As all who know me know, I have allowed myself to be used, badly sometimes but well others, so it did not surprise me that I could be found used, though I doubted their assertion that they could get all my books. So I Googled Alibris and me, and what to my wondering eyes should appear but not only all 17 novels, but also my poems, Changes, Happy at the Bel-Air, a little whimsy I wrote and a wonderful photographer, Sonia Moskowitz lensed gloriously, a book of meditations(How to Survive in Suburbia when your Heart's in the Himalayas, all of them available, used, for $2.95 EXCEPT (I underline for a reason) a book of poetry American Woman Loose in the UK that I wrote when I was at Oxford the summer Jamie was making 'A Fish Called Wanda' to give you some sense of the timing. That book is listed at $47.27. I must confess to a certain astonishment, as it was never really placed on the market, having been published by a small printer in Eynsham, Oxfordshire, with, I think, perhaps a hundred copies, most of which I gave away to friends. It is,-- I appraise myself dispassionately, distance and time making it seem no longer really mine,-- as someone once wrote about Touching , "a slender book but not thin." In fact, those poems may be the best thing I ever wrote, because they came from a place of complete vulnerability, as I let go of Don, who had died not that long before, all the while exploring the English countryside.

Oh, Love, if I could bid you
Come and stay with me
To lift my heart again
And take me in your arms, and be
If we could look into
Each other's eyes once more
With all we understand now of mortality
How much we'd see
If we could seize the moment
Knowing what comes after
We'd waste no time, or lose a beat
Of temporary laughter
For nothing stays the same except the truth
And only you will always have your youth.

Lest you think I could not be merry while coming to my senses:

The dish I ordered
Like the young Englishman I loved once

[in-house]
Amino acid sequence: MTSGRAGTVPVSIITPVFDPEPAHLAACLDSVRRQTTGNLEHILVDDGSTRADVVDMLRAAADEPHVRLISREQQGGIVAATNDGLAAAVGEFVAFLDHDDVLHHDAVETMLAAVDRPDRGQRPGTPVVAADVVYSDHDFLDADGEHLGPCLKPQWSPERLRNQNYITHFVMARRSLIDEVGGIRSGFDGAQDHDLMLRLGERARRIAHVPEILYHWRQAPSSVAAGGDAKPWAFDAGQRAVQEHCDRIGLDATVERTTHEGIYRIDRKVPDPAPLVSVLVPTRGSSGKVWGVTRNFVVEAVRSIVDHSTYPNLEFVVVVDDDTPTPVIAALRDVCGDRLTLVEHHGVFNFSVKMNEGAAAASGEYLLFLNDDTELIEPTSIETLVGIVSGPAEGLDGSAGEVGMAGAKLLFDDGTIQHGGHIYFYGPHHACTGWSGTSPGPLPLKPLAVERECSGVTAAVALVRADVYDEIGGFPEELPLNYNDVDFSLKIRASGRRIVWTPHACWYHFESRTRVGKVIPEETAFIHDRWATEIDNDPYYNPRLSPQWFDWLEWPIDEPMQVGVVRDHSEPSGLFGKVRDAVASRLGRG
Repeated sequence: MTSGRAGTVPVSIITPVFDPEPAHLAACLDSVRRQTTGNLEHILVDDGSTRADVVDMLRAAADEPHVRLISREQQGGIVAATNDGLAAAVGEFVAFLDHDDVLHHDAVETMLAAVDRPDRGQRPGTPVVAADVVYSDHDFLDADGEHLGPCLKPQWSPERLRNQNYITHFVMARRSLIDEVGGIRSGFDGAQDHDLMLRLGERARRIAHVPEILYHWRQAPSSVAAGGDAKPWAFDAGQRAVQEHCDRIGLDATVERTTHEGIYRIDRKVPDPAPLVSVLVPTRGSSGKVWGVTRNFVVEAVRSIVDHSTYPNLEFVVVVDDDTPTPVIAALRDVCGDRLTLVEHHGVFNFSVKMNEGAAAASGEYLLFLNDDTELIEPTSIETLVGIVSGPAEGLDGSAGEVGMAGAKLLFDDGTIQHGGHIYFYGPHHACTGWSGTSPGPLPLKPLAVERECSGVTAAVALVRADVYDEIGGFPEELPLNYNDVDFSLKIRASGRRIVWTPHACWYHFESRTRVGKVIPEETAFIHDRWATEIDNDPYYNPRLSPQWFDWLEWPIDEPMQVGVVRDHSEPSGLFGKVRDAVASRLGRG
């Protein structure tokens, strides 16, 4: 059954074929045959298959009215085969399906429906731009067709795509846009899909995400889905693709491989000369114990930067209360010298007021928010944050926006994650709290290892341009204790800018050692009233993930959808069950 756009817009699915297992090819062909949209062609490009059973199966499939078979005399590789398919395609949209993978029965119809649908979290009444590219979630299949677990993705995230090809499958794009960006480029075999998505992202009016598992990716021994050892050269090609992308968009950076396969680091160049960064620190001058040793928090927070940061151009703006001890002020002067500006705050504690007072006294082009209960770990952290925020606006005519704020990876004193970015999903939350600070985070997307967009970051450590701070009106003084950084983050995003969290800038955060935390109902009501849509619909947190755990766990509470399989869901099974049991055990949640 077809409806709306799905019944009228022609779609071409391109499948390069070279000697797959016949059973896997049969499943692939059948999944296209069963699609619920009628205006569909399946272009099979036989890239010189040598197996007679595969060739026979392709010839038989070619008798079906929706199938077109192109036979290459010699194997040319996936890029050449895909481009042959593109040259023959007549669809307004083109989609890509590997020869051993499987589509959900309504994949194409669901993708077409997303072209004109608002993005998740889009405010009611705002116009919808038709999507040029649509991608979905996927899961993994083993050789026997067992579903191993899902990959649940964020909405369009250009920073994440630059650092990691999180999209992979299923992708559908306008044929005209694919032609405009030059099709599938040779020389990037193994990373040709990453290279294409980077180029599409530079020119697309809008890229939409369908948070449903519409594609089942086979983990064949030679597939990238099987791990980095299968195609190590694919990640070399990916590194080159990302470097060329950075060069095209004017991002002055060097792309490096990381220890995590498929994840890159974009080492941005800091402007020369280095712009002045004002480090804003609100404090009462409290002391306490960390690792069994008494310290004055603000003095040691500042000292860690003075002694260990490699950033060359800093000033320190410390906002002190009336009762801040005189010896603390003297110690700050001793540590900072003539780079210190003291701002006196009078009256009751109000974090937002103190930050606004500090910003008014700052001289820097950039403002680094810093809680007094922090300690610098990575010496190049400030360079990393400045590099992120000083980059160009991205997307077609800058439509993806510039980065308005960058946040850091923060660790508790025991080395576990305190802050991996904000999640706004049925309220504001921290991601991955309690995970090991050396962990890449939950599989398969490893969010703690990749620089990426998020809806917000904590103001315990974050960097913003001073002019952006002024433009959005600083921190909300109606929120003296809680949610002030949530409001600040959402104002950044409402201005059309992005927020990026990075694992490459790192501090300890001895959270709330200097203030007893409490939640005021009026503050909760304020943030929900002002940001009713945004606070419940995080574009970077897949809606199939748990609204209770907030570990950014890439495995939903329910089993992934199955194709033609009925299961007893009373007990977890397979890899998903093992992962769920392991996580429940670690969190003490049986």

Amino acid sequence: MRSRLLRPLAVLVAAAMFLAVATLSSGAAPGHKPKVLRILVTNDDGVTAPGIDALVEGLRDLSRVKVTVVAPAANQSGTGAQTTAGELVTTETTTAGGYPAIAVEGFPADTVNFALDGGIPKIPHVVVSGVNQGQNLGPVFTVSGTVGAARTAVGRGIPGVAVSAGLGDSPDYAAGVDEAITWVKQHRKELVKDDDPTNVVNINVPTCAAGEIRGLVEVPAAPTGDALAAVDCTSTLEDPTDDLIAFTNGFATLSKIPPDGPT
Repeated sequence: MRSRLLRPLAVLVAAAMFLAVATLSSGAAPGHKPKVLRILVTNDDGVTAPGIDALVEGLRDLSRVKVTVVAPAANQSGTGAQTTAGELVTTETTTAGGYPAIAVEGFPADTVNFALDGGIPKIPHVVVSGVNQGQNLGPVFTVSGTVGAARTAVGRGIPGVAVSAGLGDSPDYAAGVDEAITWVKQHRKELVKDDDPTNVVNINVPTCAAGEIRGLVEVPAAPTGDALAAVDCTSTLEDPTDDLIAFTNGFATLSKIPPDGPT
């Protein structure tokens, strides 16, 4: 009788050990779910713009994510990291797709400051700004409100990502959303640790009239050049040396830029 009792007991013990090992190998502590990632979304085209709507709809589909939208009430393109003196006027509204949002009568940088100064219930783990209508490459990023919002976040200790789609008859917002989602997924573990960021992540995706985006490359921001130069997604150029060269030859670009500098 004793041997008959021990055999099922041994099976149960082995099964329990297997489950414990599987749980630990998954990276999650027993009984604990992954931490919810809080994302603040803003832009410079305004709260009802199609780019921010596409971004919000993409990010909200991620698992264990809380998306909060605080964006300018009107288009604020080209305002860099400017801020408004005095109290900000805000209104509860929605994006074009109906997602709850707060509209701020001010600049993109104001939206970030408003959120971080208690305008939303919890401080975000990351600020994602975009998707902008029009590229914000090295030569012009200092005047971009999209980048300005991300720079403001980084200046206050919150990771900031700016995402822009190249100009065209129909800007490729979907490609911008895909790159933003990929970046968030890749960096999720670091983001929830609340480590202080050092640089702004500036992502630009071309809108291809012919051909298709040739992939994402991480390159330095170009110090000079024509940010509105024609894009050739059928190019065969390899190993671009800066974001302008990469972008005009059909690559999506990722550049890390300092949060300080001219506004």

Sounded delicious
But had very little taste
And no character.

No more of this! But where did they get the book, I ask you? It is like the time I got on a plane when there was still a Pan Am, and I was holding a novel of mine, back cover photo out, hoping for an upgrade, and the stewardess(they were still called then) said "Oh, you're Gwen Davis! I love your poetry." She was a pretty young thing, and I had published Changes some years before, which few had access to also, most copies having been bought by my mother . "Thank you, " I said, "I'm so glad you read poetry. But you must have me mixed up with someone else," thinking she of course meant Erica Jong, or someone else flagrantly visible. "Don't tell me," said Valeria, which was her name, as she gently pushed me against the cabin door, and started reciting. "Reality is life with the shit kicked into it," she said, quoting quite accurately She had bought the book in Paris, where it had never been, so it was clearly a miracle. Naturally we became best friends, and I flew Pan Am whenever I could until its extinction.
Amazingly, Alibris has 22 of my books, my God, 22, count 'em, 22. And under "more books like this" they list The Prophet and The Bell Jar. My very Goodness. Perhaps I have underestimated who I was.
Do not rush to buy it though at that price. I will send you a pome from time to time, some from that book, some from my soul, now that I know my spirit shares shelf space in that great library in the sky with The Prophet and Her. Another poem from Oxford that summer:

Sylvia Plath
Walked this path

I must be careful. So must we all. xx

Monday, May 09, 2005